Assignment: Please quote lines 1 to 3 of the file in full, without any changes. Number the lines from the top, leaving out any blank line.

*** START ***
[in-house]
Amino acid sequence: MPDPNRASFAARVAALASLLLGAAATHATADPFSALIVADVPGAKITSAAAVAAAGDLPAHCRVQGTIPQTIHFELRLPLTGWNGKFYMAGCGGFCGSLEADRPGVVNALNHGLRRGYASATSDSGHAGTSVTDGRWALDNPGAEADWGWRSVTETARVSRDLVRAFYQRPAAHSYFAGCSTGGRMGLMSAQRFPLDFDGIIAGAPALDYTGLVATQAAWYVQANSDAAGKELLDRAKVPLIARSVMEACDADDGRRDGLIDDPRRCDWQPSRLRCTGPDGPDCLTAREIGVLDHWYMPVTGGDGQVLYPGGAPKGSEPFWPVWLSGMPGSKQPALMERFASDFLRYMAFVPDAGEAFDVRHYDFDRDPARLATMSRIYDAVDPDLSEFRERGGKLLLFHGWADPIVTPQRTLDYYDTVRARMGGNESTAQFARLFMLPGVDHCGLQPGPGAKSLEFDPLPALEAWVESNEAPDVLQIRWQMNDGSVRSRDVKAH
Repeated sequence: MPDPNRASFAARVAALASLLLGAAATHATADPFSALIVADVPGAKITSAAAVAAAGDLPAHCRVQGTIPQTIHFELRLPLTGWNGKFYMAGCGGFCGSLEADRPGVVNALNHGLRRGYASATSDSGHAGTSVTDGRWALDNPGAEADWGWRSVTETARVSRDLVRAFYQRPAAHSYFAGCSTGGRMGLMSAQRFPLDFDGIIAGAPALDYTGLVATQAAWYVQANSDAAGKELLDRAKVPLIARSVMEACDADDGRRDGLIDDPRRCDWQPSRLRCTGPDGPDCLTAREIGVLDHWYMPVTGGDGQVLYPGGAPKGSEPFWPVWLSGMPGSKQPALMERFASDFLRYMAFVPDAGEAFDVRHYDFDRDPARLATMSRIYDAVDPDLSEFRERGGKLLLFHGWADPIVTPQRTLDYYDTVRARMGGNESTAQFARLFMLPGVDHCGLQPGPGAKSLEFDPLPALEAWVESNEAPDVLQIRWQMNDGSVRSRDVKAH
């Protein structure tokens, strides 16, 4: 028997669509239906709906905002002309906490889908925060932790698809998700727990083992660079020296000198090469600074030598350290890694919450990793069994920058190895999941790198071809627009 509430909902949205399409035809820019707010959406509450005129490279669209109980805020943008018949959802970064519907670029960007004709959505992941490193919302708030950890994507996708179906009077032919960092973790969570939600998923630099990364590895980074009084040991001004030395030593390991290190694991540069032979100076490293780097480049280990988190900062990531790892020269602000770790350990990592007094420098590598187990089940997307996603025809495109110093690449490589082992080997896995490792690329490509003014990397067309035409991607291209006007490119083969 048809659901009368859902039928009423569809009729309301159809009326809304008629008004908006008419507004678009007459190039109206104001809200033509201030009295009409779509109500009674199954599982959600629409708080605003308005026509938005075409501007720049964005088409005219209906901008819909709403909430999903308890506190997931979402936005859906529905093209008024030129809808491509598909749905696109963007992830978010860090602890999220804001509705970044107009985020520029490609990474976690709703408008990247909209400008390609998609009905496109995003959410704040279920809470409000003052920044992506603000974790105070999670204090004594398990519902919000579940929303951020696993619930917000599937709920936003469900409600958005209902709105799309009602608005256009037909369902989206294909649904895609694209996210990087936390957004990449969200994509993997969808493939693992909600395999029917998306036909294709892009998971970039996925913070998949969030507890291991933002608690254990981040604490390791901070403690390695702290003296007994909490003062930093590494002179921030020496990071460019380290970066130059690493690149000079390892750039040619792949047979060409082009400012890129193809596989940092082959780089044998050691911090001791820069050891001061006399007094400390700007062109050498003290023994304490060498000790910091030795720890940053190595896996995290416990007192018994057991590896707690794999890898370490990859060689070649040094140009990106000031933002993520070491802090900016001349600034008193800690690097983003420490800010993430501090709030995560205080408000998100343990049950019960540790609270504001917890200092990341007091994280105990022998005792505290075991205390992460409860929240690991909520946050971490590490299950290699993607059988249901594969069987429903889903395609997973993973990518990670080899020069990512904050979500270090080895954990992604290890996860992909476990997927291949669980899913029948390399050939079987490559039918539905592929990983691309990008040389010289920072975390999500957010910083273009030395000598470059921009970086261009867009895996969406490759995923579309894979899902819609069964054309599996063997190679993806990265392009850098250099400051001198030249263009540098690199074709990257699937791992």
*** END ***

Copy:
[in-house]
Amino acid sequence: MPDPNRASFAARVAALASLLLGAAATHATADPFSALIVADVPGAKITSAAAVAAAGDLPAHCRVQGTIPQTIHFELRLPLTGWNGKFYMAGCGGFCGSLEADRPGVVNALNHGLRRGYASATSDSGHAGTSVTDGRWALDNPGAEADWGWRSVTETARVSRDLVRAFYQRPAAHSYFAGCSTGGRMGLMSAQRFPLDFDGIIAGAPALDYTGLVATQAAWYVQANSDAAGKELLDRAKVPLIARSVMEACDADDGRRDGLIDDPRRCDWQPSRLRCTGPDGPDCLTAREIGVLDHWYMPVTGGDGQVLYPGGAPKGSEPFWPVWLSGMPGSKQPALMERFASDFLRYMAFVPDAGEAFDVRHYDFDRDPARLATMSRIYDAVDPDLSEFRERGGKLLLFHGWADPIVTPQRTLDYYDTVRARMGGNESTAQFARLFMLPGVDHCGLQPGPGAKSLEFDPLPALEAWVESNEAPDVLQIRWQMNDGSVRSRDVKAH
Repeated sequence: MPDPNRASFAARVAALASLLLGAAATHATADPFSALIVADVPGAKITSAAAVAAAGDLPAHCRVQGTIPQTIHFELRLPLTGWNGKFYMAGCGGFCGSLEADRPGVVNALNHGLRRGYASATSDSGHAGTSVTDGRWALDNPGAEADWGWRSVTETARVSRDLVRAFYQRPAAHSYFAGCSTGGRMGLMSAQRFPLDFDGIIAGAPALDYTGLVATQAAWYVQANSDAAGKELLDRAKVPLIARSVMEACDADDGRRDGLIDDPRRCDWQPSRLRCTGPDGPDCLTAREIGVLDHWYMPVTGGDGQVLYPGGAPKGSEPFWPVWLSGMPGSKQPALMERFASDFLRYMAFVPDAGEAFDVRHYDFDRDPARLATMSRIYDAVDPDLSEFRERGGKLLLFHGWADPIVTPQRTLDYYDTVRARMGGNESTAQFARLFMLPGVDHCGLQPGPGAKSLEFDPLPALEAWVESNEAPDVLQIRWQMNDGSVRSRDVKAH